Review: Even the Wicked

Even the Wicked
Even the Wicked by Lawrence Block
My rating: 3 of 5 stars

I went straight from Scudder 12 and into Scudder 13, and didn’t even pause long enough to finish my review of the former. Not because I was so excited or compelled. More I didn’t want to break my reading momentum. That’s faint praise, but I don’t mean it to be: if I’m about to complain about this book, it’s always with the understanding that Block is a damned fine writer and I’ll read pretty much anything he’s written.

That said, there’s not a lot in this book for the hard-core mystery fan. I’m going to spoil a few things here, but if you’ve been reading these Scudder novels, I won’t tell you anything you haven’t figured out on your own, and if you haven’t read these novels, what the hell are you doing reading a review of the thirteenth book in a 17 volume series.

When the main character goes up to the villain and says “You did it,” and the villain replies “You’re right, so let’s walk to the police station,” what you don’t have is any kind of thriller. And when it happens twice in the same book, with two different bad guys guilty of two different crimes, you barely even have a mystery novel, do you. Matt’s done this before. He pounds the pavement and talks to everybody and visits all the scenes and chews on some random thoughts and figures it out. The end. If this were a TV show you’d expect the cinematographer got more money than the writers.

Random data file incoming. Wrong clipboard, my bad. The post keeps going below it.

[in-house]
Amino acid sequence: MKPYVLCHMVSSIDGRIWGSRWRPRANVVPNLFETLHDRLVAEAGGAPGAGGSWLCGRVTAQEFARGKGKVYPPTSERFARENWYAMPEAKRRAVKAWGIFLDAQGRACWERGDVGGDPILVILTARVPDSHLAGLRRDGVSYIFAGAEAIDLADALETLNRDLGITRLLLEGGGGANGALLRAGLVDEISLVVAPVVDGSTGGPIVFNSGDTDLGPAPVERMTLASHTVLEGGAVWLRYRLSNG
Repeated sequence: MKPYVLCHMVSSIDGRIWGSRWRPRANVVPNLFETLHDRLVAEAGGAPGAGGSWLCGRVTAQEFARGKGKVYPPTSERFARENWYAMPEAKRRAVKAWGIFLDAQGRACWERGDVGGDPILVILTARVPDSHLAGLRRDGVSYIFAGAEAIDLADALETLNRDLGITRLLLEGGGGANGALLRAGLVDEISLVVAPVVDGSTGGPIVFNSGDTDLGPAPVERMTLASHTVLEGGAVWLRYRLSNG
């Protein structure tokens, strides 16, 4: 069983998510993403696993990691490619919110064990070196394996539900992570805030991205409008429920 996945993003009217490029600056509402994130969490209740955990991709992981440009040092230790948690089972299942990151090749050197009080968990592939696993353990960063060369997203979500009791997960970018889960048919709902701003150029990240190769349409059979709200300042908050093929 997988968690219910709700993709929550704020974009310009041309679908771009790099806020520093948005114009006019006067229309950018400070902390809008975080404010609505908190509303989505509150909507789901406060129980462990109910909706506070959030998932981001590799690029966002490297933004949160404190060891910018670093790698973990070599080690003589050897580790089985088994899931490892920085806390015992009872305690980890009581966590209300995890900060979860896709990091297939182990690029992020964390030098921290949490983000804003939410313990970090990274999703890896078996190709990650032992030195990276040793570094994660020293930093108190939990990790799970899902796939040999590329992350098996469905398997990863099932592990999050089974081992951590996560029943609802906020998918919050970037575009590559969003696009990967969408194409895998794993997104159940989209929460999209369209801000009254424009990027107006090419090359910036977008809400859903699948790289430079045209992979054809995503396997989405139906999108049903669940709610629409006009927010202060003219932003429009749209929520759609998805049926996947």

You know what I mean? It’s all about mood, and maybe character, but we’ve known Matt for, what, a little over 20 years now? (Or three months, which is how long it’s been since I started Scudder #1.) So “character” here isn’t even all that… well, “novel,” anymore.

A locked room mystery, letters from the killer to the newspaper, vigilante justice for a child rapist… there’s bits and pieces her to draw your attention- but what ends up holding it is just decent writing, a complacent mood, and a nice little Christmas-day denouement to choke you up for a half second before moving on to book 14. Which I’m about to do.

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Review: A Long Line of Dead Men

A Long Line of Dead Men
A Long Line of Dead Men by Lawrence Block
My rating: 3 of 5 stars

Book 12 of 17 in the Matthew Scudder series. But let’s be clear: more like book number 4. I mean, the first three could have been easily re-written with different main characters, since the drunk ex-cop private-eye thing’s basically its own genre. And the next few books were more about Scudder’s alcoholism than anything else. But Out on The Cutting Edge brought in some characters that have more or less stuck around, and Matt’s been a recovering alcoholic longer (in terms of pages spent at AA meetings) than he was a drunk.

That said, Block’s still using these books to bring up ideas that are a little larger than “whodunnit.” Matt gets to compare himself to his clients a little more thoroughly; instead of investigating the months-old murder of a prostitute than no one cares about, he’s looking into the serial execution of a club of good-ol’-boys. Guys who, if not exactly like Matthew himself, are at least close enough to give him just a little sense of mid-life crisis.